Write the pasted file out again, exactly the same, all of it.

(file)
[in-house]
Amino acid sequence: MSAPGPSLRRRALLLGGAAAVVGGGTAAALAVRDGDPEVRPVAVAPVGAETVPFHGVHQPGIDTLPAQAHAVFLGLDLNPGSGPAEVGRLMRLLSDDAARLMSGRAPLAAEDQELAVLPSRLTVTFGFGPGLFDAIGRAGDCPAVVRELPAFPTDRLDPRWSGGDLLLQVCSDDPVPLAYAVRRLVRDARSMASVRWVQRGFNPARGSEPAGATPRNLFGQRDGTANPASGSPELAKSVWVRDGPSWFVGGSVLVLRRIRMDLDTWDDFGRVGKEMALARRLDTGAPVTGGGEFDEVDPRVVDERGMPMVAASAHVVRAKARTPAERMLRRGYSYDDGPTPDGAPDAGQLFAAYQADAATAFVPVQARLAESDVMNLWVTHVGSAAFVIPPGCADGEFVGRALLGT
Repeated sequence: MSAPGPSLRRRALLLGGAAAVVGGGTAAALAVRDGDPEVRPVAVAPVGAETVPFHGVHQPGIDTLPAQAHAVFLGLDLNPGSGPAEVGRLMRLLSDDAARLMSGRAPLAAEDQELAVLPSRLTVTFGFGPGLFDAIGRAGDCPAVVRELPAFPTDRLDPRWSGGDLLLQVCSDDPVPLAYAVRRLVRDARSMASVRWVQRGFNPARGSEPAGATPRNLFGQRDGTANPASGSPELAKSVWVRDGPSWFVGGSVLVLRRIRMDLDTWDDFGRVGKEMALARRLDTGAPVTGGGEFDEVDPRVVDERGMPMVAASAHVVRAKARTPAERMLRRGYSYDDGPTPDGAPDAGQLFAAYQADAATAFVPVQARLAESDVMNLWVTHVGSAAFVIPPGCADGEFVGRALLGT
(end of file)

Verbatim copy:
[in-house]
Amino acid sequence: MSAPGPSLRRRALLLGGAAAVVGGGTAAALAVRDGDPEVRPVAVAPVGAETVPFHGVHQPGIDTLPAQAHAVFLGLDLNPGSGPAEVGRLMRLLSDDAARLMSGRAPLAAEDQELAVLPSRLTVTFGFGPGLFDAIGRAGDCPAVVRELPAFPTDRLDPRWSGGDLLLQVCSDDPVPLAYAVRRLVRDARSMASVRWVQRGFNPARGSEPAGATPRNLFGQRDGTANPASGSPELAKSVWVRDGPSWFVGGSVLVLRRIRMDLDTWDDFGRVGKEMALARRLDTGAPVTGGGEFDEVDPRVVDERGMPMVAASAHVVRAKARTPAERMLRRGYSYDDGPTPDGAPDAGQLFAAYQADAATAFVPVQARLAESDVMNLWVTHVGSAAFVIPPGCADGEFVGRALLGT
Repeated sequence: MSAPGPSLRRRALLLGGAAAVVGGGTAAALAVRDGDPEVRPVAVAPVGAETVPFHGVHQPGIDTLPAQAHAVFLGLDLNPGSGPAEVGRLMRLLSDDAARLMSGRAPLAAEDQELAVLPSRLTVTFGFGPGLFDAIGRAGDCPAVVRELPAFPTDRLDPRWSGGDLLLQVCSDDPVPLAYAVRRLVRDARSMASVRWVQRGFNPARGSEPAGATPRNLFGQRDGTANPASGSPELAKSVWVRDGPSWFVGGSVLVLRRIRMDLDTWDDFGRVGKEMALARRLDTGAPVTGGGEFDEVDPRVVDERGMPMVAASAHVVRAKARTPAERMLRRGYSYDDGPTPDGAPDAGQLFAAYQADAATAFVPVQARLAESDVMNLWVTHVGSAAFVIPPGCADGEFVGRALLGT